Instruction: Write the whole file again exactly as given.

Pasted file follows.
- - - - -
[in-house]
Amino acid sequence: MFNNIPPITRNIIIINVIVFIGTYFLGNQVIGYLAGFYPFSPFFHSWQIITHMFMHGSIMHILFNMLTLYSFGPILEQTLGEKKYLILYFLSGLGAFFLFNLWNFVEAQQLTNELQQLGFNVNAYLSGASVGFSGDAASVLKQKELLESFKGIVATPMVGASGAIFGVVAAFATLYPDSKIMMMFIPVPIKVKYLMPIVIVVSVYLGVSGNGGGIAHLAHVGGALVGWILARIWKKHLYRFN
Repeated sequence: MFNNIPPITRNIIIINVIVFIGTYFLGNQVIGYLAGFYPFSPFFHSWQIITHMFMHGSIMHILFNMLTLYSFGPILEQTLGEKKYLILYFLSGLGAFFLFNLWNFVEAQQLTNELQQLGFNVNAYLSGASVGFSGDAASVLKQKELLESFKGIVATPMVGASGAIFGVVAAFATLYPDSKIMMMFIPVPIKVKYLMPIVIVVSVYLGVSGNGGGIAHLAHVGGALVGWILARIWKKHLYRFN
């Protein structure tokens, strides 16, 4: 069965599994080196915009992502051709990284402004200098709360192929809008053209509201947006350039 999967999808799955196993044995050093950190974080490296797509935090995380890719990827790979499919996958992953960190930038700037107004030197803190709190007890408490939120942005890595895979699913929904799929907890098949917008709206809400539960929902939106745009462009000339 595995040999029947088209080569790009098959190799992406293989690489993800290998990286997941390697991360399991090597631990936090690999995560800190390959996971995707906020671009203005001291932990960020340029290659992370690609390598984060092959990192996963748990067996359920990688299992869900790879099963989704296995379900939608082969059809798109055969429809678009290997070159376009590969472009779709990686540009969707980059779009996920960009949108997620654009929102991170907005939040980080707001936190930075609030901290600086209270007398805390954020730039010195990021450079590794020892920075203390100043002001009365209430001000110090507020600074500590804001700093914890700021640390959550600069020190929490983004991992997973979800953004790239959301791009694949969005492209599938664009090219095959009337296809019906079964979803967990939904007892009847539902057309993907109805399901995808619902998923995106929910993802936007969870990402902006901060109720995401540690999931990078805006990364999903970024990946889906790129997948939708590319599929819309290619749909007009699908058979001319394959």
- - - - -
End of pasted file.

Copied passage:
[in-house]
Amino acid sequence: MFNNIPPITRNIIIINVIVFIGTYFLGNQVIGYLAGFYPFSPFFHSWQIITHMFMHGSIMHILFNMLTLYSFGPILEQTLGEKKYLILYFLSGLGAFFLFNLWNFVEAQQLTNELQQLGFNVNAYLSGASVGFSGDAASVLKQKELLESFKGIVATPMVGASGAIFGVVAAFATLYPDSKIMMMFIPVPIKVKYLMPIVIVVSVYLGVSGNGGGIAHLAHVGGALVGWILARIWKKHLYRFN
Repeated sequence: MFNNIPPITRNIIIINVIVFIGTYFLGNQVIGYLAGFYPFSPFFHSWQIITHMFMHGSIMHILFNMLTLYSFGPILEQTLGEKKYLILYFLSGLGAFFLFNLWNFVEAQQLTNELQQLGFNVNAYLSGASVGFSGDAASVLKQKELLESFKGIVATPMVGASGAIFGVVAAFATLYPDSKIMMMFIPVPIKVKYLMPIVIVVSVYLGVSGNGGGIAHLAHVGGALVGWILARIWKKHLYRFN
């Protein structure tokens, strides 16, 4: 069965599994080196915009992502051709990284402004200098709360192929809008053209509201947006350039 999967999808799955196993044995050093950190974080490296797509935090995380890719990827790979499919996958992953960190930038700037107004030197803190709190007890408490939120942005890595895979699913929904799929907890098949917008709206809400539960929902939106745009462009000339 595995040999029947088209080569790009098959190799992406293989690489993800290998990286997941390697991360399991090597631990936090690999995560800190390959996971995707906020671009203005001291932990960020340029290659992370690609390598984060092959990192996963748990067996359920990688299992869900790879099963989704296995379900939608082969059809798109055969429809678009290997070159376009590969472009779709990686540009969707980059779009996920960009949108997620654009929102991170907005939040980080707001936190930075609030901290600086209270007398805390954020730039010195990021450079590794020892920075203390100043002001009365209430001000110090507020600074500590804001700093914890700021640390959550600069020190929490983004991992997973979800953004790239959301791009694949969005492209599938664009090219095959009337296809019906079964979803967990939904007892009847539902057309993907109805399901995808619902998923995106929910993802936007969870990402902006901060109720995401540690999931990078805006990364999903970024990946889906790129997948939708590319599929819309290619749909007009699908058979001319394959």